India will implement a blanket ban on certain single-use plastic items from July 1 this year, the Central Pollution Control Board has said. The pollution watchdog has issued notices to producers, stockists and e-commerce sites so that these items are no longer used or sold.
“We have issued directions to state pollution control boards, almost all e-commerce websites, single-use plastic sellers and users, central board of indirect taxes and customs, stating that no single-use plastics identified in the notification dated August 12, 2021, should be sold, stocked or used,” a board official said on condition of anonymity. “There have been several meetings and discussions on the implementation of the ban, so we are expecting all stakeholders to comply.”
The prohibited plastic items include ear buds, flags, candy and ice-cream sticks, decorative thermocol, PVC banners less than 100 micron thick, stirrers, wrapping films, cups, glasses, and cutlery, among others.
Additionally, no plastic carry bags less than 120 micron thick can be used from December 31.
Around 43% of plastic is used for packaging and most are single-use, according to a fact sheet released by the environment ministry and the Energy and Resources Institute (TERFI), a think tank. Per capita plastic use in India is about 9.7kg, mostly packaging material, the central pollution body estimates.
If there is no improvement in consumption patterns and waste management practices, there will be around 12 million tonnes of plastic litter in landfills and in the environment by 2050. Single-use plastic contaminates soil and water, chokes waterways and worsen natural disasters.Plastics block sewage systems and provide breeding grounds for mosquitoes, and release toxic chemicals and emissions when burned.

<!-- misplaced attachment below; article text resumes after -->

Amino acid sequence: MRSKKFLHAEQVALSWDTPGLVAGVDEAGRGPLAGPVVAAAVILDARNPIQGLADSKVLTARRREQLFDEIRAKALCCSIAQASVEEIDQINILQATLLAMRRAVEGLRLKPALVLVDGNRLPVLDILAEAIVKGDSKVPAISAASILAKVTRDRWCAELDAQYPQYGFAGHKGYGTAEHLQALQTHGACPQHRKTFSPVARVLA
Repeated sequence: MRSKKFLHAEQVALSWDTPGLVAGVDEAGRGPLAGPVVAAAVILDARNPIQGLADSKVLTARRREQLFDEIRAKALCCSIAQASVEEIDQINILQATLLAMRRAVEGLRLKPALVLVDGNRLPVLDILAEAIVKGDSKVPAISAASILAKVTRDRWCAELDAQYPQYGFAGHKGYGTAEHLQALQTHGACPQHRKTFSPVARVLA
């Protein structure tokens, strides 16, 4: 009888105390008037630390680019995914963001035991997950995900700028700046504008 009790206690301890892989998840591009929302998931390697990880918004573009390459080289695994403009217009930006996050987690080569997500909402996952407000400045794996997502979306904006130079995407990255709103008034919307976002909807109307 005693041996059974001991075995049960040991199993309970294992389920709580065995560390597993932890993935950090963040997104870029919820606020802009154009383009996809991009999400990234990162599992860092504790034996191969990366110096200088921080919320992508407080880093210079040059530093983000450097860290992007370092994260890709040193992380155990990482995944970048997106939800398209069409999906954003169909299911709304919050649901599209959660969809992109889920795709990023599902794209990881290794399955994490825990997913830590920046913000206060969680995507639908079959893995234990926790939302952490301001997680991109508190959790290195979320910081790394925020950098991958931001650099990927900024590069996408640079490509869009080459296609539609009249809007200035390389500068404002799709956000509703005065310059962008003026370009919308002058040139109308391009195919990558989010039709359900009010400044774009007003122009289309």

The federal pollution overseer had in July 29 last year directed all state pollution control boards for a quarterly assessment of phasing out of single-use plastic in their jurisdictions, along with details of production capacity and alternatives.
But the information submitted by states was incomplete, according to the latest directions issued earlier this month. The board held a meeting on January 21 with its state counterparts to assess the situation and then prepared an action plan to phase out certain plastic items.
It has directed state boards to revoke or modify consents and registrations issued to producers of single-use plastics to ensure they have zero inventory by July 1. The state pollution boards will also have to direct raw material manufacturers to stop supply and e-commerce companies to discontinue selling of banned items.
They will also have to issue public notices in their jurisdictions and issue fresh commercial licenses to major stockists, retailers, sellers, commercial establishments so that they will not stock or use the banned items. States have also been asked to frame local bye laws to levy compensation in line with central guidelines if the ban is violated.
On February 4, the central pollution watchdog issued notices to inform producers of certain single-use plastic products, stockists, retailers, e-commerce companies, shopping malls and others about ensuring zero inventory of prohibited items by June 30.
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